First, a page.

Léim ar aghaidh chuig an bpríomhábhar

Dáil Éireann díospóireacht -
Thursday, 23 Nov 2006

Vol. 628 No. 2

Order of Business.

It is proposed to take No. 21, Citizens Information Bill 2006 — Second Stage, resumed; and No. 1, Child Care (Amendment) Bill 2006 [Seanad] — Second Stage.

There are no proposals to put to the House on the Order of Business.

I wish to raise a number of issues. I understand that another man was shot dead in Drogheda this morning, which is another appalling incidence of crime.

It is appropriate that the Citizens Information Bill should be on the Order Paper today. The Tánaiste should apologise on behalf of the Government to the 500,000 people inconvenienced yesterday by an appalling lapse in traffic management because of a hole in a road.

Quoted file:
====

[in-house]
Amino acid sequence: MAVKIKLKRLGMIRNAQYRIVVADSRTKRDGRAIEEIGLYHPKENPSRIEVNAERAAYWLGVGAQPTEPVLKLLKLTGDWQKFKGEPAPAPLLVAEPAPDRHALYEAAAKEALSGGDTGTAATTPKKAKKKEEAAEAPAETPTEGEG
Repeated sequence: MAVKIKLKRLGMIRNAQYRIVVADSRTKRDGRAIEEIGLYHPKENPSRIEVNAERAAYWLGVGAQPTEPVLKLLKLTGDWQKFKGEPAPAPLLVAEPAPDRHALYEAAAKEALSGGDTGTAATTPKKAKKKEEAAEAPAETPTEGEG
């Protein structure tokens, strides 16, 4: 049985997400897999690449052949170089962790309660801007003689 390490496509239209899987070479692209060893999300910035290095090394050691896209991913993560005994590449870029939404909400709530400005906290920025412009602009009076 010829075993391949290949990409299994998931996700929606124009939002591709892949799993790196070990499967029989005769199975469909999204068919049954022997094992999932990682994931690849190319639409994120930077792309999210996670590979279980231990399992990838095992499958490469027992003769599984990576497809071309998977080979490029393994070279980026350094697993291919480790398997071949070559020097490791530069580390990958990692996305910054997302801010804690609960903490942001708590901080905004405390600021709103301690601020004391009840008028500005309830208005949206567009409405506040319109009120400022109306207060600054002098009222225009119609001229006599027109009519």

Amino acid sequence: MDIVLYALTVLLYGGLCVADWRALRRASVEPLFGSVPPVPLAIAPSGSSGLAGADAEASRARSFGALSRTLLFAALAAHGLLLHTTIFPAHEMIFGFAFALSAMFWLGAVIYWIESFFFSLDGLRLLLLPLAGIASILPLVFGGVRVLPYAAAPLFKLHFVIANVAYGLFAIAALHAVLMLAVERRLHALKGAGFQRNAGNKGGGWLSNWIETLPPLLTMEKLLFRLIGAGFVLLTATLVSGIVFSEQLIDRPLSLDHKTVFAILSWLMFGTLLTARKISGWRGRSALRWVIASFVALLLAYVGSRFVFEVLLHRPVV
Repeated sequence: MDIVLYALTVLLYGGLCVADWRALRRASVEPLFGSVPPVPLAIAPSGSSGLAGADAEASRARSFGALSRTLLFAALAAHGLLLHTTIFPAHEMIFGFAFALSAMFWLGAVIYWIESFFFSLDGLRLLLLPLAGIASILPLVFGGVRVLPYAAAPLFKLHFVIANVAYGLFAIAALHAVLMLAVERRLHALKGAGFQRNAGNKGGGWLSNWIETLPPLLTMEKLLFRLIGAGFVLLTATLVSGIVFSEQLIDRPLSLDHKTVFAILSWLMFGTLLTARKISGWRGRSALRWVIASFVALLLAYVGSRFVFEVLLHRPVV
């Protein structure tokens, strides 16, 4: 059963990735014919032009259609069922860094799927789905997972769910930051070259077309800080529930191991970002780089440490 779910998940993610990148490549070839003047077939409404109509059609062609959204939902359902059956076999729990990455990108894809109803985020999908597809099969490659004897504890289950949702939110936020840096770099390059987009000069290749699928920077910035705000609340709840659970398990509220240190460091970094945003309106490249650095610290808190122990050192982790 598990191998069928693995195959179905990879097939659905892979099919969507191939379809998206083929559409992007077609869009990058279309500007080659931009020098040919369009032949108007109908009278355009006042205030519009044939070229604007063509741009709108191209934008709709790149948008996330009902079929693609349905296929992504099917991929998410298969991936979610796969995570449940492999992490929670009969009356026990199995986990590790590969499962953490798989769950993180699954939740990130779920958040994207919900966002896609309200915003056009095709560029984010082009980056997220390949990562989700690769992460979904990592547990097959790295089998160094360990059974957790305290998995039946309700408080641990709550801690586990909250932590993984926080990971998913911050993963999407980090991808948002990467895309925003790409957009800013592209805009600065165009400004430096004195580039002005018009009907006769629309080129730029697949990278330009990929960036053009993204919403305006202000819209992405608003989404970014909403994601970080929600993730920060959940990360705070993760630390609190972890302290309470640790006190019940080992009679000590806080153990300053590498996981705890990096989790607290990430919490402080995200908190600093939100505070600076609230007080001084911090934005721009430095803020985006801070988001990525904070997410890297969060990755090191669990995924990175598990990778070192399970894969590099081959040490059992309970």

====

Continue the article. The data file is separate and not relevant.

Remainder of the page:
The matter does not arise on the Order of Business.

Wait until a truck breaks down in the tunnel.

On 27 June, the Tánaiste told the Seanad it was his view that "the law as it currently stands is sufficient and has served us well". In his humble way, he cast aspersions on the issues raised by Fine Gael about home defence. However, the Law Society has made recommendations in that regard which the Tánaiste has accepted. Will he advise the House when he intends to introduce that legislation, which will be supported?

Can the Tánaiste comment on the latest fiasco in Waterford, where a District Court judge struck out 17 motoring offences because of an inability to supply copies of the original charges? Is this another example of mismanagement in the system of dealing with motoring offences on the part of the Department of Transport and the Department of Justice, Equality and Law Reform?